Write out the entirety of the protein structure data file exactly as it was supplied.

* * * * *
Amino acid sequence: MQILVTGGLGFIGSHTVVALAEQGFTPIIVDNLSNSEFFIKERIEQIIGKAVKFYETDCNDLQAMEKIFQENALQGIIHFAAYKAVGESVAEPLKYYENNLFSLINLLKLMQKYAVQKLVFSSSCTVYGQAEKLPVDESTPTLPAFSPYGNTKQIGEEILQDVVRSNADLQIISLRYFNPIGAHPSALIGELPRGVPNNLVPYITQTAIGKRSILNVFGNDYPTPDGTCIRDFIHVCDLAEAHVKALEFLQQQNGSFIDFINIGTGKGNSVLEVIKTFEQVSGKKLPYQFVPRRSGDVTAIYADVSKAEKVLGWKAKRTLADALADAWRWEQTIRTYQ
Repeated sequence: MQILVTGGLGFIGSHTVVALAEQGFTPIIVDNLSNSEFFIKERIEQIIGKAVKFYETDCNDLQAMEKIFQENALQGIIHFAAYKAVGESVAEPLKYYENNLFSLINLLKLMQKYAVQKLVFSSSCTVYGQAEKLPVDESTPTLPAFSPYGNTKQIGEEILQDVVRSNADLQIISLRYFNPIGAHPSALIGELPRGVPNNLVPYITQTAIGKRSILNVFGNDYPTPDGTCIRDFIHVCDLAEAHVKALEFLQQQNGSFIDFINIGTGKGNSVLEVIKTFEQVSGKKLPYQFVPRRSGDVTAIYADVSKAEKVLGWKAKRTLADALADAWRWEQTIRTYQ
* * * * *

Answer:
Amino acid sequence: MQILVTGGLGFIGSHTVVALAEQGFTPIIVDNLSNSEFFIKERIEQIIGKAVKFYETDCNDLQAMEKIFQENALQGIIHFAAYKAVGESVAEPLKYYENNLFSLINLLKLMQKYAVQKLVFSSSCTVYGQAEKLPVDESTPTLPAFSPYGNTKQIGEEILQDVVRSNADLQIISLRYFNPIGAHPSALIGELPRGVPNNLVPYITQTAIGKRSILNVFGNDYPTPDGTCIRDFIHVCDLAEAHVKALEFLQQQNGSFIDFINIGTGKGNSVLEVIKTFEQVSGKKLPYQFVPRRSGDVTAIYADVSKAEKVLGWKAKRTLADALADAWRWEQTIRTYQ
Repeated sequence: MQILVTGGLGFIGSHTVVALAEQGFTPIIVDNLSNSEFFIKERIEQIIGKAVKFYETDCNDLQAMEKIFQENALQGIIHFAAYKAVGESVAEPLKYYENNLFSLINLLKLMQKYAVQKLVFSSSCTVYGQAEKLPVDESTPTLPAFSPYGNTKQIGEEILQDVVRSNADLQIISLRYFNPIGAHPSALIGELPRGVPNNLVPYITQTAIGKRSILNVFGNDYPTPDGTCIRDFIHVCDLAEAHVKALEFLQQQNGSFIDFINIGTGKGNSVLEVIKTFEQVSGKKLPYQFVPRRSGDVTAIYADVSKAEKVLGWKAKRTLADALADAWRWEQTIRTYQ